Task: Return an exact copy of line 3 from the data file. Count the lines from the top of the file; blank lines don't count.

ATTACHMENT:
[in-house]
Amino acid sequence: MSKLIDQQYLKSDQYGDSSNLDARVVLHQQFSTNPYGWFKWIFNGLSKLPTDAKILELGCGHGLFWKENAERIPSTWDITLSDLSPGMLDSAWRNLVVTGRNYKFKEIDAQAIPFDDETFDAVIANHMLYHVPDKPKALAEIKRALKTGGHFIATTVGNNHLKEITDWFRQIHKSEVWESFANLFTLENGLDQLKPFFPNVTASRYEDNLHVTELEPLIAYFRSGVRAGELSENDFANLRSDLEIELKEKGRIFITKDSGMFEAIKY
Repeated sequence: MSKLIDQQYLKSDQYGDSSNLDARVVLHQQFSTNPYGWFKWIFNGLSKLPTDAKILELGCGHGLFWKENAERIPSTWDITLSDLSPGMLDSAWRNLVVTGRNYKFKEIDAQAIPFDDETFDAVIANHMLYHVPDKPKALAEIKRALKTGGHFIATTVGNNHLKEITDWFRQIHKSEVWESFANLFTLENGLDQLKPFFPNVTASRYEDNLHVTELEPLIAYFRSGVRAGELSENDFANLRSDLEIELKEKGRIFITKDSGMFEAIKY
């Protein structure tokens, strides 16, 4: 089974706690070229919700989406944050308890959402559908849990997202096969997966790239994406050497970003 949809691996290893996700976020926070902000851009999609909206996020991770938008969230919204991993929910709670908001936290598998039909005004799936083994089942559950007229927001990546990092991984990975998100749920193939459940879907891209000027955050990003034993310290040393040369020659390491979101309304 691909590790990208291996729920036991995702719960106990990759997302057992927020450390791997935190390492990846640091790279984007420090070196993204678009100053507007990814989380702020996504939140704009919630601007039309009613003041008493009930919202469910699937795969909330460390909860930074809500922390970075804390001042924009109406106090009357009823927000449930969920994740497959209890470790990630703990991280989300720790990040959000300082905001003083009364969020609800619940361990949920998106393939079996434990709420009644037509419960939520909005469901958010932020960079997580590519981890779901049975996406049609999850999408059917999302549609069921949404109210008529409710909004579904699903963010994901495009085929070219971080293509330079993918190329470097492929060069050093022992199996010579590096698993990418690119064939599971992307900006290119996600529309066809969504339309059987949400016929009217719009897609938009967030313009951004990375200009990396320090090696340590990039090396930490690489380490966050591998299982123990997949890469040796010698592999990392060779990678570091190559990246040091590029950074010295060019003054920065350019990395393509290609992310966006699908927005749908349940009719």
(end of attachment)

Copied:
Repeated sequence: MSKLIDQQYLKSDQYGDSSNLDARVVLHQQFSTNPYGWFKWIFNGLSKLPTDAKILELGCGHGLFWKENAERIPSTWDITLSDLSPGMLDSAWRNLVVTGRNYKFKEIDAQAIPFDDETFDAVIANHMLYHVPDKPKALAEIKRALKTGGHFIATTVGNNHLKEITDWFRQIHKSEVWESFANLFTLENGLDQLKPFFPNVTASRYEDNLHVTELEPLIAYFRSGVRAGELSENDFANLRSDLEIELKEKGRIFITKDSGMFEAIKY